consider include commercial negotiation (e.g., pricing), technical negotiations (e.g., service levels
and operational details), and legal negotiations (e.g., terms and conditions). The specialists on the
negotiating teams may include in-house technical experts with deep understanding of the company’s
requirements; external consultants who can assist in translating those internal requirements into the
service provider’s requirement; and a contracts lawyer specializing in sourcing who can detect hidden
costs and clauses in the agreement.

a) Decide appropriate representation from each relevant, major organizational unit on the
negotiation team.

b) Assign a lead for the negotiation activities.


Y The negotiation team should be led by an individual with experience and skills in contract negotiation,
who is also familiar with current trends in sourcing agreements. The team should include the individual
who will have primary responsibility for managing the agreement. The service provider should be
required to include on its negotiation team the individual who will have primary on-site responsibility
for managing the service delivery. This will promote a common understanding of the intent of specific
provisions of the agreement and commitments made during the negotiating process.

Y While the negotiating team should be headed by an experienced manager and include a variety of
specialists, it often does not include the CEO or executive leadership. These individuals are typically not
involved in negotiations, but provide the negotiations team with their charter and authority.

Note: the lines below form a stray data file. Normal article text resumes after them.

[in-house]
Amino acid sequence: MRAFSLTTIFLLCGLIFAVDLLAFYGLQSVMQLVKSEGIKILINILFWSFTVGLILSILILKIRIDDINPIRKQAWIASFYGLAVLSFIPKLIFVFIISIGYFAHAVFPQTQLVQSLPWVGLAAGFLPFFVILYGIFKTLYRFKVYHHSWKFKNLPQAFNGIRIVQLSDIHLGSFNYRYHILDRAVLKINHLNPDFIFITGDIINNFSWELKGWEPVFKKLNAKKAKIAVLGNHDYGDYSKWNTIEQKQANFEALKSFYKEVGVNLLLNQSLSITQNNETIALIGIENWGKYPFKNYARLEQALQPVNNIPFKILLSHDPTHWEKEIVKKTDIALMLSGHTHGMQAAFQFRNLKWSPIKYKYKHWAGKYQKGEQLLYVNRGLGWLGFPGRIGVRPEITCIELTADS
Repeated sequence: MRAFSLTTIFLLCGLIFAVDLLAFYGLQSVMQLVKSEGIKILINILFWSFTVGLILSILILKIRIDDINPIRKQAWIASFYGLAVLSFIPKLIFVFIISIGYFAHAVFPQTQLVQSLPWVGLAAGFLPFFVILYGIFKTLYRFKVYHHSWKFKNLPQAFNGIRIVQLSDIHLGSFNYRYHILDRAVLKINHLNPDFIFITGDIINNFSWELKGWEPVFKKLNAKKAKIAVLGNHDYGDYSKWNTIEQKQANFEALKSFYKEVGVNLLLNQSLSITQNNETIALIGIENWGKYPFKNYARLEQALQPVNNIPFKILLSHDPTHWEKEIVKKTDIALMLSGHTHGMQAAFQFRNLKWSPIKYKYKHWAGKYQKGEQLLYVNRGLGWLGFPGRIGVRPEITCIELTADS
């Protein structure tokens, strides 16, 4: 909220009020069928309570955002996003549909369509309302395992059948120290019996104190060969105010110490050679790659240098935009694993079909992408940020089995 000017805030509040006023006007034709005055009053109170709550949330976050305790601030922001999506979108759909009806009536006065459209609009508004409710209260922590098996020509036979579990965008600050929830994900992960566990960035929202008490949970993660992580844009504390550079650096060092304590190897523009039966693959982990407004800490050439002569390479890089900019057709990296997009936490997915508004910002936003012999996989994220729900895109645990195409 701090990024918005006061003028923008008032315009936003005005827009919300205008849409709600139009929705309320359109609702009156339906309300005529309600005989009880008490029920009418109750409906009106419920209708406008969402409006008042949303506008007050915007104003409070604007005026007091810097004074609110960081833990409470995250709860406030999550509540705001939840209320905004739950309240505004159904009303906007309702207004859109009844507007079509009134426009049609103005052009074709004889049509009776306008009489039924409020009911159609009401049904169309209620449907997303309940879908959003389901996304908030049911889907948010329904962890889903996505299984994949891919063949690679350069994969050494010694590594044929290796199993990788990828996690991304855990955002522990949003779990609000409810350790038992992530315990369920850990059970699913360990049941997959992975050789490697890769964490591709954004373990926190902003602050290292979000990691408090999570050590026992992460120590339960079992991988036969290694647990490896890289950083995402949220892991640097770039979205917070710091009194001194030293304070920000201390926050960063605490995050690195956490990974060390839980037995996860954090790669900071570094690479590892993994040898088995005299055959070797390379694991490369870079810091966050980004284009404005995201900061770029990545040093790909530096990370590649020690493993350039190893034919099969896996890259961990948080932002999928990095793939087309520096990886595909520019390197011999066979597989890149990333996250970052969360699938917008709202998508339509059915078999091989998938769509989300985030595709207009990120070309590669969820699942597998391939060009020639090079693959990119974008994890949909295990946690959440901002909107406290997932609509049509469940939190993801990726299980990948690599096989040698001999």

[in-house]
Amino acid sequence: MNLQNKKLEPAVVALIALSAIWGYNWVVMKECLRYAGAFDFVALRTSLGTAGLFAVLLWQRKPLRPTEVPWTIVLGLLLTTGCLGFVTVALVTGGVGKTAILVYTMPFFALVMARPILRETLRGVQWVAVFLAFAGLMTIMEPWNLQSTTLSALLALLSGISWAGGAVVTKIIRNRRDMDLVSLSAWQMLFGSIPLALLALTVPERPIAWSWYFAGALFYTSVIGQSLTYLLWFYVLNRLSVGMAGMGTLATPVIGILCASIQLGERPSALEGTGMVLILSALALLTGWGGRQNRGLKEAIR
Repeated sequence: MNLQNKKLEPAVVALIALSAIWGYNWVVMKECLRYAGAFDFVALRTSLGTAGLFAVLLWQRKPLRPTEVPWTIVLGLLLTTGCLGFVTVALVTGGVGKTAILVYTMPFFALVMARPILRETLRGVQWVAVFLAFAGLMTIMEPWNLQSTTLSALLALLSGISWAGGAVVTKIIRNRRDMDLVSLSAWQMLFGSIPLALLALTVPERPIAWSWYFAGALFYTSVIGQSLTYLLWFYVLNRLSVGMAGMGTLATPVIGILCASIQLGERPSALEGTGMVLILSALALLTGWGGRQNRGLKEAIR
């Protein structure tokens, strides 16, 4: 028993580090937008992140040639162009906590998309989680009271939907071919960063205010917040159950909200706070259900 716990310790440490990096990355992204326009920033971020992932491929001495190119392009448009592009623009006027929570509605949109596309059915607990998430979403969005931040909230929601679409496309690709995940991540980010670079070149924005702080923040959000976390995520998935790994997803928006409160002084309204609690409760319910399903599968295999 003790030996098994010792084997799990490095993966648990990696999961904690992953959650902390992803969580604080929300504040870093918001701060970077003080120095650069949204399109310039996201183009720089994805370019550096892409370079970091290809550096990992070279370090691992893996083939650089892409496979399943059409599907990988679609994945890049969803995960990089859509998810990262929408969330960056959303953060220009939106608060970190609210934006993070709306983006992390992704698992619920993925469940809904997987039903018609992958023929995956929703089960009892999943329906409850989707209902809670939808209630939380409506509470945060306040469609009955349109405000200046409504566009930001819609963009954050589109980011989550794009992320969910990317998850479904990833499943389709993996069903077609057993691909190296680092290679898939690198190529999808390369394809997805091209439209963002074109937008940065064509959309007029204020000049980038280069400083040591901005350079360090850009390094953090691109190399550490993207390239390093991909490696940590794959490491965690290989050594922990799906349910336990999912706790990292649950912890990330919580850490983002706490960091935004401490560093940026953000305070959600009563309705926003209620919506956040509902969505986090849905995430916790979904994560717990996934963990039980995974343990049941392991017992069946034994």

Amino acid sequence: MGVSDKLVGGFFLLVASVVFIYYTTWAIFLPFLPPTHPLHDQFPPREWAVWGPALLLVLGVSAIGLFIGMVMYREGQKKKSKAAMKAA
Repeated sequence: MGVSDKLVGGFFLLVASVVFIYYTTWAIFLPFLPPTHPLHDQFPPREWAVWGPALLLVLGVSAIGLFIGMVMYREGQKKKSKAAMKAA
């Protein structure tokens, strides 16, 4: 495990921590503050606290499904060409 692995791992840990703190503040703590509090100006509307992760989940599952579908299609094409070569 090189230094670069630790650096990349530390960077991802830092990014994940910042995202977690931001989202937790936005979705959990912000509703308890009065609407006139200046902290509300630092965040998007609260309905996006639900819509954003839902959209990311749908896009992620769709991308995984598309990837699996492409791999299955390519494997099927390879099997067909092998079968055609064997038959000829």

c) Decide how the client organization will use third-party experts.


Y During negotiations, the client organization may choose to use technical or legal experts to represent
their interests.
The eSourcing Capability Model for Client Organizations (eSCM-CL) v1.1 229

2. Define the decision-making rules to be used during negotiations.

a) Identify the negotiation approach to take for each type of service.


Y Negotiation approaches may vary considerably between services and industries. Some services may have
few negotiation issues, with service options and prices being predefined. Other services may be very
complicated and be able to be tailored considerably to meet client organization needs. A defined approach
helps negotiators be consistent and have negotiation topics for each service prepared in advance.

b) Identify the constraints of the negotiation team.


Y The negotiation team should have clear rules for how decisions will be made and approved, and what
negotiation parameters exist. For instance, if the organization has strict budget requirements, these should
be clearly understood and used as the basis for negotiation decisions. Negotiation parameters should